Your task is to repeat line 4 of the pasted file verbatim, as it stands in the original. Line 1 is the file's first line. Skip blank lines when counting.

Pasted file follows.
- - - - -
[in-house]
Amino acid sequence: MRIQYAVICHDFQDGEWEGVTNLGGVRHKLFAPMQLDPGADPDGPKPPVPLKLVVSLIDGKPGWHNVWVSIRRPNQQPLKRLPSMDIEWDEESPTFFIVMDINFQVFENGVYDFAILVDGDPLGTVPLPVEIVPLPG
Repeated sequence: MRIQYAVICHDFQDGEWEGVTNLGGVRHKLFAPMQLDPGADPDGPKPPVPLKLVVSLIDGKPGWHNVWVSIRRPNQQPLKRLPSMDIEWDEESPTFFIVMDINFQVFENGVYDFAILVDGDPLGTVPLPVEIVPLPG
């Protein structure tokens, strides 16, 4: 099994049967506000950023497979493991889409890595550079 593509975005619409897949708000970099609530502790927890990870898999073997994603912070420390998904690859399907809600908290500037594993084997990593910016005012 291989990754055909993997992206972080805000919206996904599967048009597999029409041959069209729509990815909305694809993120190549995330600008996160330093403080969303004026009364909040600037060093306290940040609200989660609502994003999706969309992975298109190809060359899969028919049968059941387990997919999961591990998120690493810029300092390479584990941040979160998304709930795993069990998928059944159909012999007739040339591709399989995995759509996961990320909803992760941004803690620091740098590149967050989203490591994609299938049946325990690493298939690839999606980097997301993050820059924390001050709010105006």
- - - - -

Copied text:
């Protein structure tokens, strides 16, 4: 099994049967506000950023497979493991889409890595550079 593509975005619409897949708000970099609530502790927890990870898999073997994603912070420390998904690859399907809600908290500037594993084997990593910016005012 291989990754055909993997992206972080805000919206996904599967048009597999029409041959069209729509990815909305694809993120190549995330600008996160330093403080969303004026009364909040600037060093306290940040609200989660609502994003999706969309992975298109190809060359899969028919049968059941387990997919999961591990998120690493810029300092390479584990941040979160998304709930795993069990998928059944159909012999007739040339591709399989995995759509996961990320909803992760941004803690620091740098590149967050989203490591994609299938049946325990690493298939690839999606980097997301993050820059924390001050709010105006």